The solution to all of these problems is the same! Using tubes and add-ons, supplement your existing habitat with a DIY bin cage, or start right off with a bin cage! Don't forget that later if you wish to, you can create more bins or purchase other cage types to add to your habitat. They are very inexpensive and the tools and supplies needed are easy to get, giving you a large cage for much less than you might spend for a commercial cage of similar size. They have space, ventilation, are easy to clean, and are endlessly customizable to fit your needs and those of your pet. The biggest disadvantage of a bin cage is the DIY aspect. They're a bit of work to put together! But for some (myself included), that is really part of the fun. Any other disadvantages tend to be more down to how you've created it than anything universal to bin cages, but careful research ahead of time minimizes these, and you learn from each cage you make (the first will probably not be your last, they're too much fun!). Additionally, you can make smaller bins that can be used for quarantining a sick pet, taking a pet in the car, or safely housing your pet while you clean their cage.

I will caution you to select your initial bin carefully, with close attention to the sturdiness of the plastic, the fit of the lid, and the size and shape of the bin. Most plastics used in bins must be dealt with carefully during construction to avoid cracking. Check the bottom of the bin for any bits that stick up, as some pets may chew these.

So let's get started!

Don't forget the importance of research when designing and creating your pet's environment. Step one of this project is always to look into the needs of your animal and list them, mentally or on paper, along with your own needs and wants for your space. Does your pet like to climb? Dig? What can they physically do? Can they easily reach food and water? Are there enough places to hide? Are any ramps or ladders safe for small toes/tails and do your pets feel comfortable enough to use them? It can be useful to research how your pet's species lives and nests in the wild, and how domestic fanciers commonly accommodate those needs in captivity. A crucial part of this research is to look at other designs and methods so you can form your own plan for how you will meet all the criteria you've listed for your habitat. Find out what others have done that worked for them or that did not work.

In planning how you will construct your cage and where in your home you will place it, keep your pet's comfort and safety first in your mind, but also consider your enjoyment of the habitat and of your planned interactions with your animal- how easily can you reach the cage, or reach inside it to care for your pet? Is it near any drafts or heating elements? Can other pets or small children get to it unsupervised? Can you view your pet? Will they make too much noise at night when you want to sleep? Will they be too disturbed by house commotion to sleep during the day? Having concerns like this in mind beforehand will prevent you from making a cage that will cause headaches later.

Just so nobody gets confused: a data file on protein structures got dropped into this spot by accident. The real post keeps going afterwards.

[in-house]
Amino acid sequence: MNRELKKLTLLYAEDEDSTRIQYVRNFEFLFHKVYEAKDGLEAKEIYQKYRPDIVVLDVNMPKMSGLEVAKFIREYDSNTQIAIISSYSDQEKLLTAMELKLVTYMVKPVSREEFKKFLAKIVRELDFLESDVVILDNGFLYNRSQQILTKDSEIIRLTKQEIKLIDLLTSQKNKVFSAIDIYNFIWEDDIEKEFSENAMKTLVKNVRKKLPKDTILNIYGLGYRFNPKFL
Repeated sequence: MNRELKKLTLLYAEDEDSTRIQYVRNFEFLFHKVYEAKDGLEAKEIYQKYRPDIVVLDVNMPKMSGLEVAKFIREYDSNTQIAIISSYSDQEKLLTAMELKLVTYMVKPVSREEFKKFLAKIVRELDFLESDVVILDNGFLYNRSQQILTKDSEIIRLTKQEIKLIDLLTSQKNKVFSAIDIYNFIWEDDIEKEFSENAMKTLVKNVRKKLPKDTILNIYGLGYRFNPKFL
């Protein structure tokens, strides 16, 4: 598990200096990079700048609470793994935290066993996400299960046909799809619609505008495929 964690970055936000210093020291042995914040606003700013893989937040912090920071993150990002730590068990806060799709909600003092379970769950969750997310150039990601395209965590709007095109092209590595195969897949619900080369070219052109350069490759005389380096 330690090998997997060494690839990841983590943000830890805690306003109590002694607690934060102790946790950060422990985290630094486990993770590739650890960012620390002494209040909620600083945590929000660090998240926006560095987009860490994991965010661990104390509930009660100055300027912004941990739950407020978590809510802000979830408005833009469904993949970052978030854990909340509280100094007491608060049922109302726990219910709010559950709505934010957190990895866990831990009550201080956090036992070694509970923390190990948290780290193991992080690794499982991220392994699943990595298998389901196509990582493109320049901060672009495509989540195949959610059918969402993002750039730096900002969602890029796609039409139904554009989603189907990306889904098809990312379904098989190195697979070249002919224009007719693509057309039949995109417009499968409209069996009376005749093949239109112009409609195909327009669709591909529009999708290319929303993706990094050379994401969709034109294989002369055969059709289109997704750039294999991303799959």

Tools and Supplies You'll Need

So now that you have looked at a lot of information (including some great books and websites about what your specific animal needs to be healthy and content) and have a good idea what you're doing and what design you want, let's assemble your basics! Other tools or supplies are up to you when it comes to customization. THE SKY IS THE LIMIT! But no matter what there are some things you'll need on hand.

Bin Cages: An exceptional solution for rodent rescues

Rescues are always in need of supplies, and when rodents are involved, one item always in short supply is cages! Requests for donations of cages don't always result in enough to go around-- most people who have a cage going spare at all only have one. Bins, however, are cheap and easy to come by, and even people who don't have pet rodents might have some to spare or be willing to purchase one or more for their local rescue. Some can be had at Poundland in 100 quart size! Knowledge of how to construct a bin cage is therefore an invaluable skill for any rodent rescuer!

And what a fabulous charitable project for any community-minded group! A rescue, a classroom, a club, any small crowd with a passion for animals and a little time and ingenuity can throw a "cage party" and get a good number of habitats cranked out in a single afternoon for donation to their favorite charity that rescues rodents. You'd be amazed what determined volunteers can accomplish with a few hours, a half a bag of crisps, and a pot of tea!

Here's a cage we made for a rescue we foster rodents for sometimes, with a pair of foster rats, one on each level.

I hope you have enjoyed browsing this page, and I wish you success in creating a habitat that you can enjoy with rodent pets for years to come! Sprinkled throughout this page are photos of our first setup and the two successive Syrian hamsters who have lived in it so far! The short-haired girl was the first pet my partner and I have owned together, her name was Chimera. Our current hamster, a long-haired Syrian named Yeti, lives in a large two-tier bin cage and currently has no additions on it. He gets playtime outside of the cage in the tub, in his rolly-ball, and climbing on his humans. They are our favorite little monsters!

"Bye bye, make your rodent a nice cage like mine okay?"

This page was created by Kimberleigh Malay in 2011. To contact the author or see more of her work visit her website: Bowl of Serial.